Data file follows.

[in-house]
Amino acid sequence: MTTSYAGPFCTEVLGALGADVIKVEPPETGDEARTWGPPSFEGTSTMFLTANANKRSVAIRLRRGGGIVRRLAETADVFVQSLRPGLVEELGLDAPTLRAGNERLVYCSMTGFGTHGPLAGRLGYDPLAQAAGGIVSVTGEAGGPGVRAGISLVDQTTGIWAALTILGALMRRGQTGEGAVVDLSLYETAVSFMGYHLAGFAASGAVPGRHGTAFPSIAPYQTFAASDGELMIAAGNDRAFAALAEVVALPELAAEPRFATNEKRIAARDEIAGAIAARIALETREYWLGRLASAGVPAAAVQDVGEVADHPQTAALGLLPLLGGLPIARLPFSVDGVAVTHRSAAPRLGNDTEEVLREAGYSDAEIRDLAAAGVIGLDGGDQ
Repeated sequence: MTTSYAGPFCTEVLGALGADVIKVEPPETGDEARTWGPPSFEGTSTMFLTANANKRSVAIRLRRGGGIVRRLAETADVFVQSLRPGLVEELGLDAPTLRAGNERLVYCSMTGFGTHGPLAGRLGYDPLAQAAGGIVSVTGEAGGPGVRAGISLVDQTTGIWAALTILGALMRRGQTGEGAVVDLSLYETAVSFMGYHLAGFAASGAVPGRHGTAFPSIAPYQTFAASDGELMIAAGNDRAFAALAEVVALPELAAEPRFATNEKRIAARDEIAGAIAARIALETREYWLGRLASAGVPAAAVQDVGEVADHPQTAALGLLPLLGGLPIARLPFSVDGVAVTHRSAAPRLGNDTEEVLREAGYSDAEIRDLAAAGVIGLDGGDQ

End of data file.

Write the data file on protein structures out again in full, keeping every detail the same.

[in-house]
Amino acid sequence: MTTSYAGPFCTEVLGALGADVIKVEPPETGDEARTWGPPSFEGTSTMFLTANANKRSVAIRLRRGGGIVRRLAETADVFVQSLRPGLVEELGLDAPTLRAGNERLVYCSMTGFGTHGPLAGRLGYDPLAQAAGGIVSVTGEAGGPGVRAGISLVDQTTGIWAALTILGALMRRGQTGEGAVVDLSLYETAVSFMGYHLAGFAASGAVPGRHGTAFPSIAPYQTFAASDGELMIAAGNDRAFAALAEVVALPELAAEPRFATNEKRIAARDEIAGAIAARIALETREYWLGRLASAGVPAAAVQDVGEVADHPQTAALGLLPLLGGLPIARLPFSVDGVAVTHRSAAPRLGNDTEEVLREAGYSDAEIRDLAAAGVIGLDGGDQ
Repeated sequence: MTTSYAGPFCTEVLGALGADVIKVEPPETGDEARTWGPPSFEGTSTMFLTANANKRSVAIRLRRGGGIVRRLAETADVFVQSLRPGLVEELGLDAPTLRAGNERLVYCSMTGFGTHGPLAGRLGYDPLAQAAGGIVSVTGEAGGPGVRAGISLVDQTTGIWAALTILGALMRRGQTGEGAVVDLSLYETAVSFMGYHLAGFAASGAVPGRHGTAFPSIAPYQTFAASDGELMIAAGNDRAFAALAEVVALPELAAEPRFATNEKRIAARDEIAGAIAARIALETREYWLGRLASAGVPAAAVQDVGEVADHPQTAALGLLPLLGGLPIARLPFSVDGVAVTHRSAAPRLGNDTEEVLREAGYSDAEIRDLAAAGVIGLDGGDQ